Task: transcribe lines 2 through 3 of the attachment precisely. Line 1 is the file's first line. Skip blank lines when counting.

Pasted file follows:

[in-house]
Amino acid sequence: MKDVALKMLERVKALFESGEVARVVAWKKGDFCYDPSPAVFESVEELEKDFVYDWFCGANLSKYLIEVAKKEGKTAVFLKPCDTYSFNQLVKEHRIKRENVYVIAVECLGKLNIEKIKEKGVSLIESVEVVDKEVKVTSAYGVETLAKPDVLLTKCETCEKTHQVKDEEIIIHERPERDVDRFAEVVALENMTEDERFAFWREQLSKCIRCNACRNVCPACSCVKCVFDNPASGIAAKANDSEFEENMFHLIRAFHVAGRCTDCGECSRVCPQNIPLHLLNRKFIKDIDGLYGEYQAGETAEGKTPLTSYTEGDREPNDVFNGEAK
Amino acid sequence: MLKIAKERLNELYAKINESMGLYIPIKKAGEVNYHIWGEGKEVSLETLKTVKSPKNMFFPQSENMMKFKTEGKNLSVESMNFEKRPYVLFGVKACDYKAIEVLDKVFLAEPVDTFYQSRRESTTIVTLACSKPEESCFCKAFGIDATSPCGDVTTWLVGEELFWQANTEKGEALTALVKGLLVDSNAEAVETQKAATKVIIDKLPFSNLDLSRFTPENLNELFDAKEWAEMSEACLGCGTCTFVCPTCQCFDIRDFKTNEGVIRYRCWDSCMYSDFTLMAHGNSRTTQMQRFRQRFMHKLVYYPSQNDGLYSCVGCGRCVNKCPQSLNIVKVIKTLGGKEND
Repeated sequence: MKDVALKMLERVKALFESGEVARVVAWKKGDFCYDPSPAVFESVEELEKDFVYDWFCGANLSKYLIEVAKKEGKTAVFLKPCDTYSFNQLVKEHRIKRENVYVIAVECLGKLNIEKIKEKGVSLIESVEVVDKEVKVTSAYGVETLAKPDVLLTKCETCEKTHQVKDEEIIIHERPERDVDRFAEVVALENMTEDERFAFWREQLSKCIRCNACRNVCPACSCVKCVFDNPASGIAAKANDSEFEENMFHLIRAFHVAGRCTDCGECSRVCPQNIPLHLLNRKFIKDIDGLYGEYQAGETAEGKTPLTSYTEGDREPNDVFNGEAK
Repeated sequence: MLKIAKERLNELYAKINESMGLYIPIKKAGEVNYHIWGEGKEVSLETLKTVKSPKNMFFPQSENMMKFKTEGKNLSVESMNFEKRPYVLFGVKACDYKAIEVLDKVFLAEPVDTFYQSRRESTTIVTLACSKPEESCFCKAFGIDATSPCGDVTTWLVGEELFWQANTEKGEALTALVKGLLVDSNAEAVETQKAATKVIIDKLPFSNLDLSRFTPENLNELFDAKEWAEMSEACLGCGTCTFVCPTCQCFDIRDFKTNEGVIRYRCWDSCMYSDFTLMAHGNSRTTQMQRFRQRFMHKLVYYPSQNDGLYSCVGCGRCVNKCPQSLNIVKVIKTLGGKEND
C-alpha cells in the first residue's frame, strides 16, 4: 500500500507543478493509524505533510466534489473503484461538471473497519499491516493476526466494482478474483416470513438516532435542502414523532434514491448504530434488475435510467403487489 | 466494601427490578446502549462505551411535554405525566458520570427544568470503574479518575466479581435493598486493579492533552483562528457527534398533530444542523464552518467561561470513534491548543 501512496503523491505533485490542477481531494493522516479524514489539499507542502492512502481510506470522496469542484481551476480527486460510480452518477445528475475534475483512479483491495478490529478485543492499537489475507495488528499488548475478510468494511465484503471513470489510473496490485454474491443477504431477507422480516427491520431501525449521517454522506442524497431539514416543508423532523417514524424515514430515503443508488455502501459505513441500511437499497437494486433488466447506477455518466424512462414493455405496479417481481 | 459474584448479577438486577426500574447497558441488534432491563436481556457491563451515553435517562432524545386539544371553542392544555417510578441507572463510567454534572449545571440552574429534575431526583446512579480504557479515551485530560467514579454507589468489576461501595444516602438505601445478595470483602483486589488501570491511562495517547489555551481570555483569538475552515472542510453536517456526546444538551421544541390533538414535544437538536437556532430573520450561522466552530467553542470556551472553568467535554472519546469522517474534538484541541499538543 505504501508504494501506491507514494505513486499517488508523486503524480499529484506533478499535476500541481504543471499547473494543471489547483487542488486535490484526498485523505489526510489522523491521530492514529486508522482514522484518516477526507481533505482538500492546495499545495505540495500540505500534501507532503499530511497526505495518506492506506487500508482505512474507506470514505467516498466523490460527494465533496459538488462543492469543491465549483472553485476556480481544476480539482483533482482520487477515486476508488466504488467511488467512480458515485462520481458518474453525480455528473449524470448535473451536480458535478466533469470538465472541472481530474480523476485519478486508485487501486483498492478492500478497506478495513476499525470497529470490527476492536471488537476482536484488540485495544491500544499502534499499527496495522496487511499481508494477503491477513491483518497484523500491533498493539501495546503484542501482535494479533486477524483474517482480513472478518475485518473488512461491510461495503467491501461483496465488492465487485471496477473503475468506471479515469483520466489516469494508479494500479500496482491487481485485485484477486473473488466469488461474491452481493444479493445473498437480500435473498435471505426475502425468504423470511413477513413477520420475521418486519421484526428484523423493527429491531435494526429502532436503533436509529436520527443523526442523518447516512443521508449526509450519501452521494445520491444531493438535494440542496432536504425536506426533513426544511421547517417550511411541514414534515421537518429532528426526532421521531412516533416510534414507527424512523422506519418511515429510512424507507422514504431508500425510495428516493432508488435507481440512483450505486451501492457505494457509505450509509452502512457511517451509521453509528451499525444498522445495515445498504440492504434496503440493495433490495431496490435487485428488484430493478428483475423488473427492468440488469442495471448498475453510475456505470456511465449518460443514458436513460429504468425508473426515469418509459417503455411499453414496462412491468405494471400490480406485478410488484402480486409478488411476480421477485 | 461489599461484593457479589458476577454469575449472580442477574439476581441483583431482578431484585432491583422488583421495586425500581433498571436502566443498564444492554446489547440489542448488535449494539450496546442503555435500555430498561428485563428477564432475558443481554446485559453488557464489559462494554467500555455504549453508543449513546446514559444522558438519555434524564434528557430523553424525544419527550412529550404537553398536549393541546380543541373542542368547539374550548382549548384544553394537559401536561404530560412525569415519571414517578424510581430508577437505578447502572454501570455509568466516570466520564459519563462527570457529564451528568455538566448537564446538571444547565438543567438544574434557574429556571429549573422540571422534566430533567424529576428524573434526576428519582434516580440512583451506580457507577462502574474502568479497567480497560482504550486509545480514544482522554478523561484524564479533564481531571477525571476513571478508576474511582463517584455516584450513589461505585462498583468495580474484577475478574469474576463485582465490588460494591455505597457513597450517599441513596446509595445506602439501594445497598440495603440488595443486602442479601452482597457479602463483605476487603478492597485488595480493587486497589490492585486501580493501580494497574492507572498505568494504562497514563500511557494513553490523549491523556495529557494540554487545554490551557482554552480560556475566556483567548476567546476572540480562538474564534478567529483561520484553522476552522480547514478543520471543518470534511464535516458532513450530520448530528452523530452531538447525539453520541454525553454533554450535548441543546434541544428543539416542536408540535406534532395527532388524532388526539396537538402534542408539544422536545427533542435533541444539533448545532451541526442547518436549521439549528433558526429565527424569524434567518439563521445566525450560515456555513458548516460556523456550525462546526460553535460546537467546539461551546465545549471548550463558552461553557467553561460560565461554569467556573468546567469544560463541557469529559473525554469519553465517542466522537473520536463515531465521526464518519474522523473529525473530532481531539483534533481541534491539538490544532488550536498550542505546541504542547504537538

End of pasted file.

Amino acid sequence: MKDVALKMLERVKALFESGEVARVVAWKKGDFCYDPSPAVFESVEELEKDFVYDWFCGANLSKYLIEVAKKEGKTAVFLKPCDTYSFNQLVKEHRIKRENVYVIAVECLGKLNIEKIKEKGVSLIESVEVVDKEVKVTSAYGVETLAKPDVLLTKCETCEKTHQVKDEEIIIHERPERDVDRFAEVVALENMTEDERFAFWREQLSKCIRCNACRNVCPACSCVKCVFDNPASGIAAKANDSEFEENMFHLIRAFHVAGRCTDCGECSRVCPQNIPLHLLNRKFIKDIDGLYGEYQAGETAEGKTPLTSYTEGDREPNDVFNGEAK
Amino acid sequence: MLKIAKERLNELYAKINESMGLYIPIKKAGEVNYHIWGEGKEVSLETLKTVKSPKNMFFPQSENMMKFKTEGKNLSVESMNFEKRPYVLFGVKACDYKAIEVLDKVFLAEPVDTFYQSRRESTTIVTLACSKPEESCFCKAFGIDATSPCGDVTTWLVGEELFWQANTEKGEALTALVKGLLVDSNAEAVETQKAATKVIIDKLPFSNLDLSRFTPENLNELFDAKEWAEMSEACLGCGTCTFVCPTCQCFDIRDFKTNEGVIRYRCWDSCMYSDFTLMAHGNSRTTQMQRFRQRFMHKLVYYPSQNDGLYSCVGCGRCVNKCPQSLNIVKVIKTLGGKEND